• Out of the Silent Planet
  • Perelandra
  • That Hideous Strength

Each of the books takes a Science Fiction look at theology. No kidding! Lewis authored these books in the early days of Sci-Fi popularity (even before space exploration). With the popularity of this genre in mind, Lewis embeds theological and ethical concepts in some deep and compelling ways. (These books might be a little dense for younger teens, however, every reader is different- so do what is best for your students.)

Teens learn to think wisely and to read deeply

As high schoolers, teens can read The Chronicles of Narnia at a deeper level. Lewis embedded a lot of symbolism in his books. While reading, teens can learn to have fun looking for it. For instance:

  • It is obvious that Aslan is a symbol of Christ.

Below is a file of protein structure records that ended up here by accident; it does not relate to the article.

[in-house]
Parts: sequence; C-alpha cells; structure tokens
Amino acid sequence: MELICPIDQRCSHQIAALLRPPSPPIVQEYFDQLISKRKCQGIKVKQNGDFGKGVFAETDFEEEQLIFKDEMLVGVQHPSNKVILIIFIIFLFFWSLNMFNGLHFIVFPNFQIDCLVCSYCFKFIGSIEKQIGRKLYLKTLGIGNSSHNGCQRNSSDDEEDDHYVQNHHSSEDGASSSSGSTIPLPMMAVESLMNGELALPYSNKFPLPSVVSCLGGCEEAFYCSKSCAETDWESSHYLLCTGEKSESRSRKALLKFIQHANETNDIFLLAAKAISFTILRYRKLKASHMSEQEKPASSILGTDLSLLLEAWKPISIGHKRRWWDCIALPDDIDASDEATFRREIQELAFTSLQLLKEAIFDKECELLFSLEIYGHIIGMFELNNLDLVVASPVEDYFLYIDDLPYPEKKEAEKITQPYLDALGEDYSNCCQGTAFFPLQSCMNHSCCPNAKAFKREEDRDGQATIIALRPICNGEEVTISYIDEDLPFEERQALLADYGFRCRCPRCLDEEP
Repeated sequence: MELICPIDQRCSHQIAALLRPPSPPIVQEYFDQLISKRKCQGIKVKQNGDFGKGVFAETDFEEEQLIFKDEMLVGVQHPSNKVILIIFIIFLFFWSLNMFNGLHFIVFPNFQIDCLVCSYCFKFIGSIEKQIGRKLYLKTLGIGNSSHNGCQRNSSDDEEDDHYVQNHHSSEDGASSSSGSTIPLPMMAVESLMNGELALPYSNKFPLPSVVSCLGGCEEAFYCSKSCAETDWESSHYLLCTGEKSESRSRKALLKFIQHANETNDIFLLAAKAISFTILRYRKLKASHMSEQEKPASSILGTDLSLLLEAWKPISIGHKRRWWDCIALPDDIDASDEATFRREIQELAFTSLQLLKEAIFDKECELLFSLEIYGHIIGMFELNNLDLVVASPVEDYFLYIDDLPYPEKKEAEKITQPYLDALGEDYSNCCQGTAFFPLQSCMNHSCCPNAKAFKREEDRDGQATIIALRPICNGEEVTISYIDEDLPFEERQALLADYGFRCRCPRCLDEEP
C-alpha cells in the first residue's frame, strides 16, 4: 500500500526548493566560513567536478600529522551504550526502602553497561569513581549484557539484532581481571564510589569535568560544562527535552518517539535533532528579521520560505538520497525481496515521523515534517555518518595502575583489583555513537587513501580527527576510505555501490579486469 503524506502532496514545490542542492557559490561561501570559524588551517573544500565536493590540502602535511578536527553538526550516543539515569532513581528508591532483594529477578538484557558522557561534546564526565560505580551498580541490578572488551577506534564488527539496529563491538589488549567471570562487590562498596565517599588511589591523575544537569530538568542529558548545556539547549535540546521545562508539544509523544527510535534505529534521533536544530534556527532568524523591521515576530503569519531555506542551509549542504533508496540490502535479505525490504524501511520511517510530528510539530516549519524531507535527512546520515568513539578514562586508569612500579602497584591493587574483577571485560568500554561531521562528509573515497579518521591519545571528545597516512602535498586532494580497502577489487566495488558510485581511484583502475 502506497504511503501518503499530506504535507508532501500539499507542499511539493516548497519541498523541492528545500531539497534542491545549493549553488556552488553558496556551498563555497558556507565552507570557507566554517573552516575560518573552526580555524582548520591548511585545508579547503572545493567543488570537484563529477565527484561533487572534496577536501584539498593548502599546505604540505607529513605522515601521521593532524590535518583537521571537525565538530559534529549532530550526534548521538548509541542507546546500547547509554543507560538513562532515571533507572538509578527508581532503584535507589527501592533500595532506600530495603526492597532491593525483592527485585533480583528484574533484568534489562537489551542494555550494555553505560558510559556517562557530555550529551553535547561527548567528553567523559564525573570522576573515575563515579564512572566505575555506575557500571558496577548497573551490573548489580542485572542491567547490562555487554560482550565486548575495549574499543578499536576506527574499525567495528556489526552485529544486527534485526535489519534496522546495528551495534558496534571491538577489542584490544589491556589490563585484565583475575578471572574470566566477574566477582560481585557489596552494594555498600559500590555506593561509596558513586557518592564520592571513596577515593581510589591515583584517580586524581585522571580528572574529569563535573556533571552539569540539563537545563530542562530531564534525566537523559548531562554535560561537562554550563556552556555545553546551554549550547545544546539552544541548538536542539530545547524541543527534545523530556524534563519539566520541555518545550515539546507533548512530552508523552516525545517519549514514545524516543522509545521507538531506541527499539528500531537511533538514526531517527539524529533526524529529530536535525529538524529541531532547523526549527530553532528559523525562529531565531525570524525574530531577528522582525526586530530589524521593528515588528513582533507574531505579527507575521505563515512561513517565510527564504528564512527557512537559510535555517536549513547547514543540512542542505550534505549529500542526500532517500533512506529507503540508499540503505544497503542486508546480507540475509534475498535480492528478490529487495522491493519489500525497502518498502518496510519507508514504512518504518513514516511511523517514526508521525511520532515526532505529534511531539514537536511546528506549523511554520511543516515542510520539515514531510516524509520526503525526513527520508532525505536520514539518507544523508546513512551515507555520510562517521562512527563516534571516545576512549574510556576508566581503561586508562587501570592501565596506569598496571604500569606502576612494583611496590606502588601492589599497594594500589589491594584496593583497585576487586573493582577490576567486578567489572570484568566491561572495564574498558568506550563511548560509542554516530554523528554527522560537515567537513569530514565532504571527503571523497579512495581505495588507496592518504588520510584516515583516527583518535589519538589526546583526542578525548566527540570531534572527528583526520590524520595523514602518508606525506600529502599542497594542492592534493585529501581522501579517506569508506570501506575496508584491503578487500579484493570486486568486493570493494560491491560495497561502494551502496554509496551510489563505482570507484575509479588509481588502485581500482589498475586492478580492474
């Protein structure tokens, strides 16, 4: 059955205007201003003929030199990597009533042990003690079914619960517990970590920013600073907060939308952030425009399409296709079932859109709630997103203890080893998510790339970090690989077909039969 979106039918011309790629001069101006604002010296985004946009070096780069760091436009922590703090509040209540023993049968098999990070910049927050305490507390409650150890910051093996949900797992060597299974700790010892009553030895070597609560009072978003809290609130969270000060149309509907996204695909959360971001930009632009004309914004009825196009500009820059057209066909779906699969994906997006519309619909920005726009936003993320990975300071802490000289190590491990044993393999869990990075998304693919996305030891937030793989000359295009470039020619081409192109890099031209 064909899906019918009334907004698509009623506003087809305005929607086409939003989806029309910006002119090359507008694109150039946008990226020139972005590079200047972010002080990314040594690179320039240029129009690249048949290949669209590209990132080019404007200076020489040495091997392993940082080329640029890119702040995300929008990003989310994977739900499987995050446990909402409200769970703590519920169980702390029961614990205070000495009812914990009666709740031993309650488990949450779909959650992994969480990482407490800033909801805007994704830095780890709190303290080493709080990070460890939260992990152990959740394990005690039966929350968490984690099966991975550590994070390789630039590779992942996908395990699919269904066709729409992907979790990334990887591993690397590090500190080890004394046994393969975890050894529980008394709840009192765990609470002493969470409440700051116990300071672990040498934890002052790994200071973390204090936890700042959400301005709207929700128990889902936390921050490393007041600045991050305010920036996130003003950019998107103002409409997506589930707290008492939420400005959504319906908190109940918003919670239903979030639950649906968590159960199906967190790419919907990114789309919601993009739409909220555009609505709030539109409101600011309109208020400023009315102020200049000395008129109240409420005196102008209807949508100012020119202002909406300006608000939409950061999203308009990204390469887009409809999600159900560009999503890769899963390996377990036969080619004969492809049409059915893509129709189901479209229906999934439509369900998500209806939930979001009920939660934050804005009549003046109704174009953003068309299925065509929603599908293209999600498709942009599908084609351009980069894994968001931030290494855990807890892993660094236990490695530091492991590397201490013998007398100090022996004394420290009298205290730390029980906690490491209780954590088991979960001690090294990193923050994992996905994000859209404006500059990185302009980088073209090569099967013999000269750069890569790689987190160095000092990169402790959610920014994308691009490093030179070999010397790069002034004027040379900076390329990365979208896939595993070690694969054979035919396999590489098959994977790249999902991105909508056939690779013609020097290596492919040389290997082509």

• Aslan sacrifices himself for Edmond’s betrayal. This, of course, is a symbol of Christ’s sacrifice for our sins.
  • Prince Rilian in the cavern is a symbol of Plato’s analogy of the cave. (You really need the study guide if you have not studied Plato’s cave.)

However, there are even more symbols that are not quite as obvious. For instance, Lewis takes symbolic themes and integrates them into his stories. (That is why having a study guide to help walk through this discovery process can help teens get the most out of the stories.)

Side note:

CS Lewis preferred to use the word “symbolism” for his works rather than “allegory”. We are sometimes more familiar with the term “allegory” if we have read the Christian classics like Pilgrim’s Progress or Hinds Feet in High Places. That is because allegories require a sharp one-to-one correlation between the character or event in the story and the theological concepts or event.

Instead, Lewis uses symbolism. With symbolism, there does not need to be as clear a one-to-one correlation. Also, sometimes with symbolism, the author is free to simply drop a symbol into a scene or story and leave it there (like a treat or Easter egg).

Why Study CS Lewis in High School? to learn symbolism

Lewis uses symbolism from: